“¡Ask a Mexican!” Columnist Stresses Importance of Community Colleges in Commencement Speech
Gustavo Arellano is known for his nationally syndicated satirical column ¡Ask a Mexican!, where he answers questions from readers ranging from “Why do Mexican men love their mothers so much?” to “Why do Mexicans have so many names?”
Arellano, the son of Mexican immigrants raised in California, shared with students how he also attended a community college. He graduated from Orange Coast College in Costa Mesa, California, back in 1999. He worked full-time to support his family and did not receive any financial aid while attending school.
Following graduation, he went on to earn a bachelor’s degree at Chapman University and a master’s from UCLA. But he described himself as an “underachiever” in high school:
“I know the story of a perennial underachiever, someone who couldn’t be convinced to give a damn about high school, who was in danger of becoming a statistic like so many of his peers, whose eyes were forever opened to the glories of the studious life by the community college experience: by the generosity of perpetually stressed counselors and teachers who nevertheless made time for clueless students, by peers who had harder paths than him, yet pushed him to bigger and better things,” he said.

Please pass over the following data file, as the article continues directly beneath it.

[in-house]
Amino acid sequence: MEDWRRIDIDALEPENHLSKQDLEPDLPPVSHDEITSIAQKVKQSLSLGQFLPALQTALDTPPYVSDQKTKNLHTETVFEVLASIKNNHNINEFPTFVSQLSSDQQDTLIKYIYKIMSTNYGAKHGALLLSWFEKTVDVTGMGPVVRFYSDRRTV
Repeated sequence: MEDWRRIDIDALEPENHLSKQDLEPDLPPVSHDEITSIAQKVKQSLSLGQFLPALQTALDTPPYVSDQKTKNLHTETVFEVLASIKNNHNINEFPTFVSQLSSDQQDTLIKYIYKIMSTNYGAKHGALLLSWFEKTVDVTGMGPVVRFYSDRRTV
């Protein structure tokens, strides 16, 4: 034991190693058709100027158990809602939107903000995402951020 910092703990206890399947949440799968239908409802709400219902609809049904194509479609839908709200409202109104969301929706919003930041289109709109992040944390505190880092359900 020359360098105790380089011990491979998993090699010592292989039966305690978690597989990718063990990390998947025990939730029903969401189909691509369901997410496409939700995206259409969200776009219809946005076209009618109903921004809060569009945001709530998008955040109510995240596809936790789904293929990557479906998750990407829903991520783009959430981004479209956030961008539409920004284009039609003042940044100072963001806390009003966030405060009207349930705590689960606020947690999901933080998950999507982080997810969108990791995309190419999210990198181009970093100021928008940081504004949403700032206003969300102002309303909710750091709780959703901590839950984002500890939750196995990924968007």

He added that he knew many young people enrolled in community colleges who were undocumented immigrants and struggled financially because they couldn’t obtain federal financial aid, yet still were successful academically and went on to universities.
“It’s community college that has historically accepted anyone regardless of your background, a show of social grace much needed in this country,” he wrote. “Community college forces people to become scholars, to grow up quickly, and doesn’t look kindly on laggers.”
Much has been said about the challenges of community colleges. In particular, that their graduation rates are low. A recent study by The Civil Rights Project at UCLA found that California community colleges have poor transfer rates to four-year universities for Latino and black students.
But for many Latinos, they are the point of entry into the higher education system, and thus play an essential role in raising college graduation rates.